Arduino recently announced the release of its new IDE 2.0 (beta) software. It is now available for download on their website. For many people, Arduino IDE might be the first time they’ve coded, thanks to the platform being beginner-friendly. The previous version was simple to understand and use. But it was missing lots of features that an experienced user might appreciate.
The IDE 1.0 was not exactly cutting edge. Thus for more complex programs, users frequently ended up relying on other paid software like Visual Studio. Here, one had to bounce back and forth between VS code and Arduino IDE, which was annoying and cuts productivity. Thus a lot of people moved to PlatformIO IDE, and this caused splitting in the Arduino community.
These issues and more were addressed in this latest update. And now, the Arduino IDE 2.0(beta) feels like a complete package that is comfortable for both novice and advanced users.
So, What’s New in this IDE?
The biggest update comes in the form of a live Debugger. It will work with some boards or would require a debugging probe like a J-link. The missing must-have features in the previous version now finally come as standard. It vastly improves the user experience. Some new features include navigation shortcuts, code indentation, Block folding, Auto closing brackets. Also now while writing, the editor suggests the autocompletion of functions depending upon the types of libraries you’ve included.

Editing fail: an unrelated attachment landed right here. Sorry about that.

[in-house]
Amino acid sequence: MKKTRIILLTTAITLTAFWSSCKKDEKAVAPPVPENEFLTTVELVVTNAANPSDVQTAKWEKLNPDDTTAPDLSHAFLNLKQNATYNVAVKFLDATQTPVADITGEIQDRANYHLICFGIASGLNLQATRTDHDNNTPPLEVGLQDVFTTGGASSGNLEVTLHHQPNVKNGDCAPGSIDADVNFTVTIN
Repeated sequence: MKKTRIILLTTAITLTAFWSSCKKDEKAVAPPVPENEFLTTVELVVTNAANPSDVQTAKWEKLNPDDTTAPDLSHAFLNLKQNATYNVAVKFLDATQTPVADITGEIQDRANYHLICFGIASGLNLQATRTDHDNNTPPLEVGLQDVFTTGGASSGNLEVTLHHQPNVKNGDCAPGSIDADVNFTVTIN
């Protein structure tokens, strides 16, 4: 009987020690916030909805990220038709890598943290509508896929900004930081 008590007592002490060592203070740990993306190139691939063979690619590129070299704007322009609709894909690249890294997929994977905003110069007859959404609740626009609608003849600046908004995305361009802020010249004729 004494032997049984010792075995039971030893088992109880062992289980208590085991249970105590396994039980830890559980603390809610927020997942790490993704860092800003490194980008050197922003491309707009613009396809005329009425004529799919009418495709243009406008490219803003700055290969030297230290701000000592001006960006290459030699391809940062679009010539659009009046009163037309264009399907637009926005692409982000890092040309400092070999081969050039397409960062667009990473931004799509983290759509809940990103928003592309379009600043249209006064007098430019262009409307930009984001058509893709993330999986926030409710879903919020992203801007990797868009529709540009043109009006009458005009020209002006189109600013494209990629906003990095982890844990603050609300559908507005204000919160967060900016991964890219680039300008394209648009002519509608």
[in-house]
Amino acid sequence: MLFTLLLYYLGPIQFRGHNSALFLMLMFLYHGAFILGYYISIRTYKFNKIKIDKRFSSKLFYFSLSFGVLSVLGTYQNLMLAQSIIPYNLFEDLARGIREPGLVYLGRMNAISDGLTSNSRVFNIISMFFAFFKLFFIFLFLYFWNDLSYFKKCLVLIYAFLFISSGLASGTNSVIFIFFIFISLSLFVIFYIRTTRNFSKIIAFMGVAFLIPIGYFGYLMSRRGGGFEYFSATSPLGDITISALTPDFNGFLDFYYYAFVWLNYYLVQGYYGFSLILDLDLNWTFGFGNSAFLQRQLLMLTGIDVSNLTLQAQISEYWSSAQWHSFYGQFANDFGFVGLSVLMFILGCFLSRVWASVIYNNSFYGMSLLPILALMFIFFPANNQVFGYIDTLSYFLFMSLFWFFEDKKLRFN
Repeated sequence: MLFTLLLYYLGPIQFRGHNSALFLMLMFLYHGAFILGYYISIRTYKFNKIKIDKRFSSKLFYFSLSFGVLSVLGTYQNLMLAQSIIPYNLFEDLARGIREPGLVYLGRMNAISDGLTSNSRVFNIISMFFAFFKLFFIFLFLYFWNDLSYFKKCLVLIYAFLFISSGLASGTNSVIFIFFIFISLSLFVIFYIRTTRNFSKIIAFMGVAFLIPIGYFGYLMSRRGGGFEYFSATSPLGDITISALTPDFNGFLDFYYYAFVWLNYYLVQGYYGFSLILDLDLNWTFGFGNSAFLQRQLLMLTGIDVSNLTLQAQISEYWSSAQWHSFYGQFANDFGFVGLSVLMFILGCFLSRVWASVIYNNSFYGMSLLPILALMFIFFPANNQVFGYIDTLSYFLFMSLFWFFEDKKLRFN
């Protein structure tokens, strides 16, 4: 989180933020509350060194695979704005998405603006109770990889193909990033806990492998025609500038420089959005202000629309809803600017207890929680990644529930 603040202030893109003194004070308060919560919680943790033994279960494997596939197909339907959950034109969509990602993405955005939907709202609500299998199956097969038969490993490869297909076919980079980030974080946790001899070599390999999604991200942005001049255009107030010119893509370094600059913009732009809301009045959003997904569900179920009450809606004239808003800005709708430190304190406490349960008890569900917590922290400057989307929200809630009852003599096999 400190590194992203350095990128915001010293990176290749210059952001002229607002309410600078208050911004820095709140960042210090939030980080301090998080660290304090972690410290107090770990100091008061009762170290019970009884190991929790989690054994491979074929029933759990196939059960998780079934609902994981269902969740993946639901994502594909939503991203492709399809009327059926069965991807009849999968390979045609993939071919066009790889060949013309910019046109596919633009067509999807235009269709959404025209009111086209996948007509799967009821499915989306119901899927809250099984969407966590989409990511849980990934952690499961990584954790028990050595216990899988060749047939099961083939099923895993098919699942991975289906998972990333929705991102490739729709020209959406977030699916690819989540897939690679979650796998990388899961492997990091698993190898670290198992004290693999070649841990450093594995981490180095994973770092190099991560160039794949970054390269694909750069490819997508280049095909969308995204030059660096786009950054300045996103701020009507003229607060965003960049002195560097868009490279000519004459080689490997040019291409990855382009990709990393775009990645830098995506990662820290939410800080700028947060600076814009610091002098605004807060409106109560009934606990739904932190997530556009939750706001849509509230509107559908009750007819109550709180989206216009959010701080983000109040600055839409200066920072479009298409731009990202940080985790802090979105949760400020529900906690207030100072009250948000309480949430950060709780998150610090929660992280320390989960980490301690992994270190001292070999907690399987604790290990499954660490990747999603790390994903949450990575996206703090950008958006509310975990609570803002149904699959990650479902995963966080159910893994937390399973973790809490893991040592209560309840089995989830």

The new library manager is also quick to access, unlike the previous version where it took forever to load. The IDE now also boasts faster compilation time.
Is it all good with Arduino IDE 2.0?
There are a few niggles here and there. Pop-up information can sometimes obscure the text you want to edit. Opening a new instance, e.g., starting a new project, takes more time now. Also, the serial plotter seems to be missing.
The Arduino platform has always been a popular choice of many young developers who use them in their school or college projects. It is due to Arduino’s reasonable prices and easy availability. But when debugging tools like J-links cost a fortune and the few boards that do support debugging like Arduino Zero have limited use, some new features are out of reach from this large demographic. Also, when one of the most popular boards, Arduino UNO doesn’t even support debugging, then this feature comes across as a gimmick.
But the biggest drawback to this IDE 2.0 is that it is still in the beta phase as of this moment. It can give upload errors and might suddenly crash and stop working sometimes. For now, UNO users are better off sticking to the older version, until these minor issues are ironed out.
Overall, the Arduino IDE 2.0 has now become a much quicker, responsive, modern, nicer-looking editor and is a welcome upgrade from the Arduino Team.
All Images and technical information are taken from Arduino’s official blogpost
Harsh Pawar is a student of Mechanical Engineering. Specializes in the Mechatronics domain. Alongside this, He’s an avid runner and an auto enthusiast